Our Oregon Trail…

Corbett, Oregon is a small town located along Historic Route 30 on Crown Point, along the Columbia River Gorge.  We decided to make this a week destination because there is so much to see and do in this lovely area.  Not too far is Multnomah Falls which consists of the upper falls that plunges 542 feet, and the lower falls 69 feet making it the highest waterfall in the state of Oregon.  The bridge is named for Simon Benson, a Portland businessman who owned the falls in the early 1900’s.  Benson gave Multnomah Falls to the City of Portland, which later transferred ownership to the US Forest Service. According to Native American lore, Multnomah Falls was the site in which a tribal princess threw herself onto the rocks below to save her tribe from a terrible illness.  The falls was featured in one of our favorite movies “The Shack.”

Multnomah Falls (1)

There were a lot of 4th of July activities to attend, we headed to the Timber Festival near Estacada for an afternoon of log sawing, log rolling, ax throwing and horse pulling competitions.

It is very apparent that lavender and various flowers seem to love the soil and climate in Oregon.  Hope Lavender Farms was open for pick your own lavender, lavender products and a sip of lavender infused lemonade.

DSC_0110Fireworks in our backyard rounded off the evening.

Friday was a drive to the coastline of Oregon.  The town of Astoria is located right on the Columbia River and is a main corridor to the Pacific Ocean.  It is rich in history as part of the Lewis and Clark Trail.  The Columbia River Maritime Museum, Flavel House Museum, Astoria-Megler Bridge are just a few sights to see in this tiny town.

Along the Pacific coast there were many opportunities to pull off and enjoy the spectacular views of the ocean.  Another great town was Seaside, it reminded us of the beaches on the East coast with boardwalk activities.  The towns main street was filled with shops, games, bumper cars, shark riding and of course delicious food.  Seaside is the end of the Lewis and Clark Trail.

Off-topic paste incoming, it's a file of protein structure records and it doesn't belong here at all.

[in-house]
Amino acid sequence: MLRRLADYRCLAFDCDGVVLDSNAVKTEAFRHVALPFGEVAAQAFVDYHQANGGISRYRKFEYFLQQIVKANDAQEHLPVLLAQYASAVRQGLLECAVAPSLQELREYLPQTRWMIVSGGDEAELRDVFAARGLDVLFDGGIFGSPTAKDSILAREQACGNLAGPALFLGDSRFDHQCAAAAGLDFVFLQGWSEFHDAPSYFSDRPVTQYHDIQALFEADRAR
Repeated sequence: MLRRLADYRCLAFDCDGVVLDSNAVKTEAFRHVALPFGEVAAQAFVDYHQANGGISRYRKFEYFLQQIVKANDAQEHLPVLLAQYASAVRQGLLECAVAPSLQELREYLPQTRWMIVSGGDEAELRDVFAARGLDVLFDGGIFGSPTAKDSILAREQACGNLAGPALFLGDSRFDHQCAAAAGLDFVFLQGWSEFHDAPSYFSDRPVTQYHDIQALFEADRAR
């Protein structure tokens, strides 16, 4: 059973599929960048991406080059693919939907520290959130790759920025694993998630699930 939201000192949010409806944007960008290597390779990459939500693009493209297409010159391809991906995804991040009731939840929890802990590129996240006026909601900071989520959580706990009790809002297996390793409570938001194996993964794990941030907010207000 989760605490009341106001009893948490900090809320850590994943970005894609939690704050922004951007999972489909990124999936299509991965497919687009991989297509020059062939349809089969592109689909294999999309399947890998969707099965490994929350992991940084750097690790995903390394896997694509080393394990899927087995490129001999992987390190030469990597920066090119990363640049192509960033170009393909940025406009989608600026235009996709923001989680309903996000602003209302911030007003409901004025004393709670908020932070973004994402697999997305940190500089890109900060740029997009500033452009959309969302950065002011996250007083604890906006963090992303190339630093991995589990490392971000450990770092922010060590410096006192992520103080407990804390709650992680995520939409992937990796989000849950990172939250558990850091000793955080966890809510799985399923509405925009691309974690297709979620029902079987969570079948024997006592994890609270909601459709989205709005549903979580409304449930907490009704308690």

DSC_0471

About an hour further south is the town of Tillamook, home of the Tillamook Creamery!  It is a farmer-owned co-op since 1909.  Their goal is to bring together farmers and food lovers through better made dairy.  “Dairy Done Right”, our kind of place!  If you come to Oregon be sure to check this little gem out! There is a very informative self-guided tour of their factory making cheese, yogurt, and ice cream.  The exhibits for children are so much fun!  And of course, sampling of cheese and ice cream is a must!  Check out their website for more information Tillamook Creamery website

We loved this visit!

IMG_0468
Tillamook Creamery

IMG_0438

IMG_0449
Kids can actually put the machine on the cow utters
IMG_0450
Bottles on the side of the crate let kids bottle feed the calf
IMG_0452
Self-guided tour of factory

IMG_0454IMG_0458IMG_0446

Our last day we spent checking out many of the waterfalls and vistas located along the Historic Columbia River Highway.  Samuel Lancaster was Assistant Highway Engineer for Multnomah County in 1913 and supervised the Columbia River Highway project.  His proposal to construct a building on the summit of Crown Point was another example of his desire to have travelers experience the wonders of the Gorge.  The Vista House was designed as a rest stop observatory for travelers on the Columbia River Highway.

In the 1900’s advocates for a scenic highway recognized that the beauty of the gorge should be preserved for future generations.  Upon completion of the Historic Columbia River Highway in 1915, many generous landowners donated property to create scenic retreats along the route.  The route is dotted with several waterfalls, state parks and beautiful vistas.

Oregon is a beautiful state.  Cherries, hazelnuts, lavender farms, great produce markets, lush green forests, beautiful vistas, rocky coastline and friendly people.  Just a few of our favorite things.

One thought on “Our Oregon Trail…

Leave a Reply

Fill in your details below or click an icon to log in:

WordPress.com Logo

You are commenting using your WordPress.com account. Log Out /  Change )

Google photo

You are commenting using your Google account. Log Out /  Change )

Twitter picture

You are commenting using your Twitter account. Log Out /  Change )

Facebook photo

You are commenting using your Facebook account. Log Out /  Change )

Connecting to %s